I am currently creating a REST-API for a project and have been reading article upon article about best practices. Many seem to be against DTOs and simply just expose the domain model, while others seem to think DTOs (or User Models or whatever you want to call it) are bad practice. Personally, I thought that this article made a lot of sense.

However, I also understand the drawbacks of DTOs with all the extra mapping code, domain models that might be 100% identical to their DTO-counterpart and so on.

Our API is mostly created so that other clients may consume data, however if we do it right we would also like to use it for our own web GUI if possible.

The thing is that we might not want to expose all the domain data to the other client users. Much of the data will only make sense in our own web application. Also, we might not want to expose all data about an object in all scenarios, especially relationships to other objects and so on. For example, if we expose a list of a particular object we would not necessarily want to expose the entire object hierarchy; so that the object's children will not be exposed, but can be discovered through links (hateoas).

How should I go about solving this problem? I was thinking about using Jackson mixins on our domain models to control what data would be exposed given different scenarios. Or should we just use DTOs all the way - even given its drawbacks and controversy?

closed as primarily opinion-based by Sébastien Le Callonnec, beresfordt, kryger, Dark Knight, Mark Rotteveel Mar 23 '16 at 13:03

Many good questions generate some degree of opinion based on expert experience, but answers to this question will tend to be almost entirely based on opinions, rather than facts, references, or specific expertise. If this question can be reworded to fit the rules in the help center, please edit the question.

Why you should use DTOs in your REST API

DTO stands for Data Transfer Object.

This pattern was created with a very well defined purpose: transfer data to remote interfaces, just like web services. This pattern fits very well in a REST API and DTOs will give you more flexibility in the long run.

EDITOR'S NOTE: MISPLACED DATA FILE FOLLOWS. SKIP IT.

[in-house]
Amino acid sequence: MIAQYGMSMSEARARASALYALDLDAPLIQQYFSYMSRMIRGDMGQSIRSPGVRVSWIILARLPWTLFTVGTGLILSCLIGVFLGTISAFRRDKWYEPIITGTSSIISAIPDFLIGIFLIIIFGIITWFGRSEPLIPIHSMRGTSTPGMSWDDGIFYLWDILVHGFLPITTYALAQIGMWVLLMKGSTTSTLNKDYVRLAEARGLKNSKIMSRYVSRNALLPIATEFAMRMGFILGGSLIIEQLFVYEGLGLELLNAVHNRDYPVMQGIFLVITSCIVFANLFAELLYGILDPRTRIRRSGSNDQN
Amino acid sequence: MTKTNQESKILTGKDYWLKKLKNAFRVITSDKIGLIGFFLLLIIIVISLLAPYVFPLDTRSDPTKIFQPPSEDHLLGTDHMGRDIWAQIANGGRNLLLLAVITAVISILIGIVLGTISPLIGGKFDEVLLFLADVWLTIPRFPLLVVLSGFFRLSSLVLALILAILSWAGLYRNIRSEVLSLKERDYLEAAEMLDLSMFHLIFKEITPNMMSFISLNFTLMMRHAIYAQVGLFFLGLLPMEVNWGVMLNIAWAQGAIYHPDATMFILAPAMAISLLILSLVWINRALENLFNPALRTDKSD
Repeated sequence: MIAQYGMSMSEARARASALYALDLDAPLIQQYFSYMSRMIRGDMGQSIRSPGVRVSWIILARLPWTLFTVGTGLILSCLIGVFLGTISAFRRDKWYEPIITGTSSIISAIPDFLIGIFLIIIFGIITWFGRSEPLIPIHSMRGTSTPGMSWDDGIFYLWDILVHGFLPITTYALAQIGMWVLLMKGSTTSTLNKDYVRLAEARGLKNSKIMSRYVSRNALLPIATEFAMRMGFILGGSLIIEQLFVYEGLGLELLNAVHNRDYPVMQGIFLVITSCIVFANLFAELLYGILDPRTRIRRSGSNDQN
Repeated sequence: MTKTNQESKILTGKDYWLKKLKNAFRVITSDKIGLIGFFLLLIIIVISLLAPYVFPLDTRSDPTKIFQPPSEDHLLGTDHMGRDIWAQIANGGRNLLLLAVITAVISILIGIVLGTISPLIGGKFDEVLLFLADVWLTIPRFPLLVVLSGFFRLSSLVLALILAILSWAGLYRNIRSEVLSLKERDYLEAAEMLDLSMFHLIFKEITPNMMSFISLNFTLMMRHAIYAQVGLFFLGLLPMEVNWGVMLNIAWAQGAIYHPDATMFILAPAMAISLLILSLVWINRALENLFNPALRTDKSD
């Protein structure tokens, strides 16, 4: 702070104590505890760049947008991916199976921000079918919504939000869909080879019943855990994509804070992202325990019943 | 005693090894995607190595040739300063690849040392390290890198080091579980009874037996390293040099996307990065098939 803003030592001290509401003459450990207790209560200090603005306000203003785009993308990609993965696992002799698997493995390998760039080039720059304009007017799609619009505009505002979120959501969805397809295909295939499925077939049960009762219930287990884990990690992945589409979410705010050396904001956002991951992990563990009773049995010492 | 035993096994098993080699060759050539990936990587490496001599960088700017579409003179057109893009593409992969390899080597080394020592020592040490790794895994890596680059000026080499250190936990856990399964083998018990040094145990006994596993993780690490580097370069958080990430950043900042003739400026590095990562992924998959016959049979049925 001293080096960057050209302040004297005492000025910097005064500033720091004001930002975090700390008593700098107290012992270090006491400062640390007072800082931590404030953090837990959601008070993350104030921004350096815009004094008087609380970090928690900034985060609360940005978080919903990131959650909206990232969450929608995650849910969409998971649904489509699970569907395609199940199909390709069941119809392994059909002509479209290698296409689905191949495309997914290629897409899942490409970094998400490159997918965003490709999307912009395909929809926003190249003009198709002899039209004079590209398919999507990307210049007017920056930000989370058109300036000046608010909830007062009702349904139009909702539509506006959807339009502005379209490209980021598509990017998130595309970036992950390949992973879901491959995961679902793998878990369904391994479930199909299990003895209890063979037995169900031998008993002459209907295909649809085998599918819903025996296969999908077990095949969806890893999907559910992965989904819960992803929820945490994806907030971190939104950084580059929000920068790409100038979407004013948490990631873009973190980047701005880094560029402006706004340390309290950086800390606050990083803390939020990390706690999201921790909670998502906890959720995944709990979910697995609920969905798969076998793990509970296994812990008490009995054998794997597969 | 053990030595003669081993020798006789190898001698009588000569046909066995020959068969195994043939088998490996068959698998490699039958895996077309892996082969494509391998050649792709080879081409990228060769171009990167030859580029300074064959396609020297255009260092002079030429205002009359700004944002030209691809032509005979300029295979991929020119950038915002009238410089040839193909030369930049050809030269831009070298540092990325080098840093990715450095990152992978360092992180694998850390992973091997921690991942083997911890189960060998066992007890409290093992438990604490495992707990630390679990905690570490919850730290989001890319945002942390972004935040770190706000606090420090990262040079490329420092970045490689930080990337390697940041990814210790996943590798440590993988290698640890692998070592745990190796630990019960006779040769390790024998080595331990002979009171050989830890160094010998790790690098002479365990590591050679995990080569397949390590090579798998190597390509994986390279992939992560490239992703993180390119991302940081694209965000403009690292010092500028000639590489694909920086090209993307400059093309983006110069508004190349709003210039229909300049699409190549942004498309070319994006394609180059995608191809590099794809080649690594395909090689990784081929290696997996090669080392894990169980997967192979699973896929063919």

REST resources representations don't need to have the same attributes as the persistence models: you may need to omit, add or rename attributes.

Just to mention a few benefits of exposing DTOs instead of persistence models:

  • DTOs can be tailored to your needs and they are great when exposing only a set of attributes of your persistence entities. You won't need annotations such as @XmlTransient and @JsonIgnore to avoid the serialization of some attributes.
  • By using DTOs, you will avoid a hell of annotations in your persistence entities, that is, your persistence entities won't be bloated with non persistence related annotations;
  • You will have full control over the attributes you are receiving when creating or updating a resource;
  • If you are using Swagger, you can use @ApiModel and @ApiModelProperty annotations to document your API models without messing your persistence entities;
  • You can have different DTOs for each version of your API;
  • You'll have more flexibility when mapping relationships;
  • You can have different DTOs for different media types;
  • Your DTOs can have a list of links for HATEOAS. That's the kind of thing that shouldn't be added to persistence objects.

Mapping frameworks

You won't need to map your persistence entities to DTOs and vice versa mannually. There are many mapping frameworks you can use to do it. For instance, have a look at MapStruct, which is annotation based and works as a Maven Annotation Processor. It also works in CDI and Spring-based applications.